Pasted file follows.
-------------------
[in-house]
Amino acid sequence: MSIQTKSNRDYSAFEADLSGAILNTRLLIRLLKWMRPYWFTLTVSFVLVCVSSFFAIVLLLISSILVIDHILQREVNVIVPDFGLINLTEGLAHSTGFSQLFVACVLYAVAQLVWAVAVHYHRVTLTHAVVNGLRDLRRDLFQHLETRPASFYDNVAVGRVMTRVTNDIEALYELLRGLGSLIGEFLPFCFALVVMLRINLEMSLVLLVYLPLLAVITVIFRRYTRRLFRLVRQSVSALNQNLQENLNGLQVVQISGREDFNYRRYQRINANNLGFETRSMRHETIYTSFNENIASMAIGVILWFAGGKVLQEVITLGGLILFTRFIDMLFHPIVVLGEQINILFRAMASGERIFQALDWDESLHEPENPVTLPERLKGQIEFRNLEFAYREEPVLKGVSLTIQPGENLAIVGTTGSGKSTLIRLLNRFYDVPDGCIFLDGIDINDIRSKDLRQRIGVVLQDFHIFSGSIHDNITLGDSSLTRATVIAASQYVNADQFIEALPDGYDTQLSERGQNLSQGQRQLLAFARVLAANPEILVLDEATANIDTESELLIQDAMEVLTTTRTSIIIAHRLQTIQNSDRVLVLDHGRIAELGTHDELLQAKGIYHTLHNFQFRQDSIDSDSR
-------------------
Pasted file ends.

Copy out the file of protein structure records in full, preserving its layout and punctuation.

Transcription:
[in-house]
Amino acid sequence: MSIQTKSNRDYSAFEADLSGAILNTRLLIRLLKWMRPYWFTLTVSFVLVCVSSFFAIVLLLISSILVIDHILQREVNVIVPDFGLINLTEGLAHSTGFSQLFVACVLYAVAQLVWAVAVHYHRVTLTHAVVNGLRDLRRDLFQHLETRPASFYDNVAVGRVMTRVTNDIEALYELLRGLGSLIGEFLPFCFALVVMLRINLEMSLVLLVYLPLLAVITVIFRRYTRRLFRLVRQSVSALNQNLQENLNGLQVVQISGREDFNYRRYQRINANNLGFETRSMRHETIYTSFNENIASMAIGVILWFAGGKVLQEVITLGGLILFTRFIDMLFHPIVVLGEQINILFRAMASGERIFQALDWDESLHEPENPVTLPERLKGQIEFRNLEFAYREEPVLKGVSLTIQPGENLAIVGTTGSGKSTLIRLLNRFYDVPDGCIFLDGIDINDIRSKDLRQRIGVVLQDFHIFSGSIHDNITLGDSSLTRATVIAASQYVNADQFIEALPDGYDTQLSERGQNLSQGQRQLLAFARVLAANPEILVLDEATANIDTESELLIQDAMEVLTTTRTSIIIAHRLQTIQNSDRVLVLDHGRIAELGTHDELLQAKGIYHTLHNFQFRQDSIDSDSR